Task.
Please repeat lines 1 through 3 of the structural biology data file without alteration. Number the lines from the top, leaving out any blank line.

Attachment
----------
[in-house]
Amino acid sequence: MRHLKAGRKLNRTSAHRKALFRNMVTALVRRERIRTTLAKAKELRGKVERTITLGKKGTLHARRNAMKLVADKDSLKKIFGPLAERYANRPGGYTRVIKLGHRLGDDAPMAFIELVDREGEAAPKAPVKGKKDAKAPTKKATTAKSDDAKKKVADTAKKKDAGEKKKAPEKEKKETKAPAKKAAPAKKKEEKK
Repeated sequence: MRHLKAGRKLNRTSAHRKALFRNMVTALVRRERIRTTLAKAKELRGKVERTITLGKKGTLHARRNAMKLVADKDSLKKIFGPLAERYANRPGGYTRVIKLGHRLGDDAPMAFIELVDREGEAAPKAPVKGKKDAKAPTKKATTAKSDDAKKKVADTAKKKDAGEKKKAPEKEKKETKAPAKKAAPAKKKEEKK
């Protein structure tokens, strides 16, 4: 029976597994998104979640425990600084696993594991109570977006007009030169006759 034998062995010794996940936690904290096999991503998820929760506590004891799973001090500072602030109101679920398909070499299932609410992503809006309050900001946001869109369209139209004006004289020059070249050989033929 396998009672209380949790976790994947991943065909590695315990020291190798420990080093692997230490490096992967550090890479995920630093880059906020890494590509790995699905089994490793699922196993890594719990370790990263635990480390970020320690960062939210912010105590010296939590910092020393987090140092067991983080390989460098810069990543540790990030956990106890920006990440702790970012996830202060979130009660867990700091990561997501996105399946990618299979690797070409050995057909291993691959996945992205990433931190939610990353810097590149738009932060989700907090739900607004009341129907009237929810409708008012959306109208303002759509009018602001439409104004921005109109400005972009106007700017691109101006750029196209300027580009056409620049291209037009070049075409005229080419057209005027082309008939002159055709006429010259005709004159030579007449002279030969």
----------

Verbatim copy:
[in-house]
Amino acid sequence: MRHLKAGRKLNRTSAHRKALFRNMVTALVRRERIRTTLAKAKELRGKVERTITLGKKGTLHARRNAMKLVADKDSLKKIFGPLAERYANRPGGYTRVIKLGHRLGDDAPMAFIELVDREGEAAPKAPVKGKKDAKAPTKKATTAKSDDAKKKVADTAKKKDAGEKKKAPEKEKKETKAPAKKAAPAKKKEEKK
Repeated sequence: MRHLKAGRKLNRTSAHRKALFRNMVTALVRRERIRTTLAKAKELRGKVERTITLGKKGTLHARRNAMKLVADKDSLKKIFGPLAERYANRPGGYTRVIKLGHRLGDDAPMAFIELVDREGEAAPKAPVKGKKDAKAPTKKATTAKSDDAKKKVADTAKKKDAGEKKKAPEKEKKETKAPAKKAAPAKKKEEKK